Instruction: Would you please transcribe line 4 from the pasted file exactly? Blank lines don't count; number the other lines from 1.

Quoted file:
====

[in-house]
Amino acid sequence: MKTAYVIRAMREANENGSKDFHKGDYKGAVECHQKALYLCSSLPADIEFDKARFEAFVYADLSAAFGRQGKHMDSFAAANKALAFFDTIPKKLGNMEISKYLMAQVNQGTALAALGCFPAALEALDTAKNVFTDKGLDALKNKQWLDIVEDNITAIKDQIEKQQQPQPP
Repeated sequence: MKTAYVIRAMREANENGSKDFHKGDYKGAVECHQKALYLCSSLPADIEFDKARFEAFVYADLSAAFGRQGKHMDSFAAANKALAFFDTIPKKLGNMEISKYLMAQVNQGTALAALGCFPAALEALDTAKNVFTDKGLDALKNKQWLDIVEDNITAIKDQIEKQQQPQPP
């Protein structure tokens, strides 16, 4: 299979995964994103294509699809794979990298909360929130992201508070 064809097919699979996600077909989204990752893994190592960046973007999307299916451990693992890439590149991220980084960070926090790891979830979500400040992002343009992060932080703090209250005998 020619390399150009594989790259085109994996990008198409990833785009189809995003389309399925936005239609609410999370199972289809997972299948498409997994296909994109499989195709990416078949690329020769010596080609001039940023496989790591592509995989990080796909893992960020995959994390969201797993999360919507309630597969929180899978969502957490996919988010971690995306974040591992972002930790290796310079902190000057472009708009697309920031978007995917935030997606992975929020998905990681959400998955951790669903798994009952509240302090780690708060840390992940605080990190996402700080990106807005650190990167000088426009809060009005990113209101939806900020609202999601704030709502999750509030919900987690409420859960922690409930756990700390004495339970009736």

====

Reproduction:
């Protein structure tokens, strides 16, 4: 299979995964994103294509699809794979990298909360929130992201508070 064809097919699979996600077909989204990752893994190592960046973007999307299916451990693992890439590149991220980084960070926090790891979830979500400040992002343009992060932080703090209250005998 020619390399150009594989790259085109994996990008198409990833785009189809995003389309399925936005239609609410999370199972289809997972299948498409997994296909994109499989195709990416078949690329020769010596080609001039940023496989790591592509995989990080796909893992960020995959994390969201797993999360919507309630597969929180899978969502957490996919988010971690995306974040591992972002930790290796310079902190000057472009708009697309920031978007995917935030997606992975929020998905990681959400998955951790669903798994009952509240302090780690708060840390992940605080990190996402700080990106807005650190990167000088426009809060009005990113209101939806900020609202999601704030709502999750509030919900987690409420859960922690409930756990700390004495339970009736």